The 2010 NPT Review Conference offers an extraordinary opportunity to strengthen the nuclear non-proliferation regime, to make progress towards fulfilling the goals and objectives of the Treaty with the highest possible levels of accountability and transparency, and to achieve advances in the implementation of its three pillars: disarmament, non-proliferation and peaceful uses of nuclear energy, the Secretary-General wrote.
Now is the time for delegations to be pragmatic and coalesce around solutions that will advance the interest of the whole community of nations, he wrote. I encourage all States parties to the NPT to step up their work with flexibility and in a cooperative spirit, to reach agreement on an outcome document that will contribute to strengthening the nuclear non-proliferation regime and to further progress on nuclear disarmament.
ON SECURITY COUNCIL AGENDA TODAY: PEACEKEEPING, DR CONGO AND CÔTE DIVOIRE
This morning, the Security Council held consultations on UN peacekeeping operations as well as on the interim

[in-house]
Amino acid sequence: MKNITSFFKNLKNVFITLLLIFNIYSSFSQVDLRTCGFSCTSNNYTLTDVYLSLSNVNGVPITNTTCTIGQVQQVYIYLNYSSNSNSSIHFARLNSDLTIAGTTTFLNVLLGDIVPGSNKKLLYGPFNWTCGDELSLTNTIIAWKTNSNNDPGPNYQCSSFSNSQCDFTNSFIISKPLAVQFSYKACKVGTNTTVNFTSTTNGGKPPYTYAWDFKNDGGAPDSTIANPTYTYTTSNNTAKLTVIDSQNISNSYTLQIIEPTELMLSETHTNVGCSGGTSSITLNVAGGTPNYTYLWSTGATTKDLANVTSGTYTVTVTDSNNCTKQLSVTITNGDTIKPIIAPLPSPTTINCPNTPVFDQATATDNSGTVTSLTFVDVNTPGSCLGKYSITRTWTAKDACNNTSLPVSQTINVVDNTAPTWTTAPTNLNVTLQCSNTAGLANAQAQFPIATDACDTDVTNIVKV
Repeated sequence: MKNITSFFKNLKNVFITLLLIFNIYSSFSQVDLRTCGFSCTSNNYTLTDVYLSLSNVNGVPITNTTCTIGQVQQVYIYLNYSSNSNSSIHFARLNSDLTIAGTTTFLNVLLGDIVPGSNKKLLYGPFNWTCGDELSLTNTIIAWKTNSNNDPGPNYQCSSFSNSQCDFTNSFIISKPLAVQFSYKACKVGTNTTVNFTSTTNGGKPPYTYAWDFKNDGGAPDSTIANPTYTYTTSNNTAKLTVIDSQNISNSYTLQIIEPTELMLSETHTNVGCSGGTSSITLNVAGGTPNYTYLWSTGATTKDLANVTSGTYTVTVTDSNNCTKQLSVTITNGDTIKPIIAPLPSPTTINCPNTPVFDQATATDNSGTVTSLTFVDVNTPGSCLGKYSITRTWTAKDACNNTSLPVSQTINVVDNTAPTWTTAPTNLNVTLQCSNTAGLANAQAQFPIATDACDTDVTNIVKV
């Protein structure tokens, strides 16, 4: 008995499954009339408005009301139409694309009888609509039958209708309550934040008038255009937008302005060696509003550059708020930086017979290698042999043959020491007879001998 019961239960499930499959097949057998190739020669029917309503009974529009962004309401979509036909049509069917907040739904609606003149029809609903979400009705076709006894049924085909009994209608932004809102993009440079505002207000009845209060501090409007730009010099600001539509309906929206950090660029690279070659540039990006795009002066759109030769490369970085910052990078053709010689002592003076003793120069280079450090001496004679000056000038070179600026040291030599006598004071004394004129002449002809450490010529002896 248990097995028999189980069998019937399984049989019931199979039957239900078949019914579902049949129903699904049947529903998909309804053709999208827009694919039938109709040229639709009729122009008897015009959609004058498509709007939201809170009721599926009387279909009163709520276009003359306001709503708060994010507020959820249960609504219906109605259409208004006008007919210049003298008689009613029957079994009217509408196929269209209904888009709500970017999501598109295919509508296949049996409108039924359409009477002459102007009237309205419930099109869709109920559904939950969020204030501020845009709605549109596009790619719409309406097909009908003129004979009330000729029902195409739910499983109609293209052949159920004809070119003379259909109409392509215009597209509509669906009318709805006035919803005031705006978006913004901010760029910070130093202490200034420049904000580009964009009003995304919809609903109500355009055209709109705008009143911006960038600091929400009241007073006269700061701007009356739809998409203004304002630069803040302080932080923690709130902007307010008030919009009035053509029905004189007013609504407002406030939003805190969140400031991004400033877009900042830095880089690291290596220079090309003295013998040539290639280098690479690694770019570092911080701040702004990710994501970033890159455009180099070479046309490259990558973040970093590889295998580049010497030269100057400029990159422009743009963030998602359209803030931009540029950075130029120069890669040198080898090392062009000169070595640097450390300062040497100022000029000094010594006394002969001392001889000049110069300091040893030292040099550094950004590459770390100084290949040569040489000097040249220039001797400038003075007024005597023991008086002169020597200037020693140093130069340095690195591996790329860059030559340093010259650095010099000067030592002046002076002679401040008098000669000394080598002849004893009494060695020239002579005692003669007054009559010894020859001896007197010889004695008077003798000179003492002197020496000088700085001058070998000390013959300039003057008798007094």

report of the Group of Experts on the Democratic Republic of the Congo.
At 3 p.m., this afternoon, the Council will hold an open meeting on Côte dIvoire and will then hold consultations on its
SOUTHERN SUDAN FACES RECIPE FOR DISASTER
John Holmes, the UN humanitarian chief, is in Sudan for a four-day visit. And today he traveled to Southern Sudan, where the rising concerns over food insecurity, displacements and inter-tribal violence are threatening an already vulnerable population.
Holmes visited Warrap state, one of the two states in Southern Sudan most heavily affected by inter-tribal fighting, according to the Office for the Coordination of Humanitarian Affairs (OCHA).
Holmes said the increasing level of the violence which is disproportionately affecting women and children -- was alarming. He said that the violence was occurring in areas that are suffering from lack of food and malnutrition and where humanitarian agencies cannot reach. This is a recipe for disaster, he added.
OCHA says that an estimated one-quarter of the population of Warrap state suffers from acute malnutrition. Holmes said that the situation in Southern Sudan was poised to become more desperate over the coming months and that the humanitarian community must gear up to respond to the needs from forced displacement and the deteriorating food security situation.
Meanwhile, the African Union-United Nations mission in Darfur (UNAMID) reports that access to water, health and educational facilities are the main humanitarian concerns in Jebel Moon, West Darfur. UNAMID says these are the findings following a field assessment mission conducted by several humanitarian agencies and UNAMID to the mountain enclave on 20 May.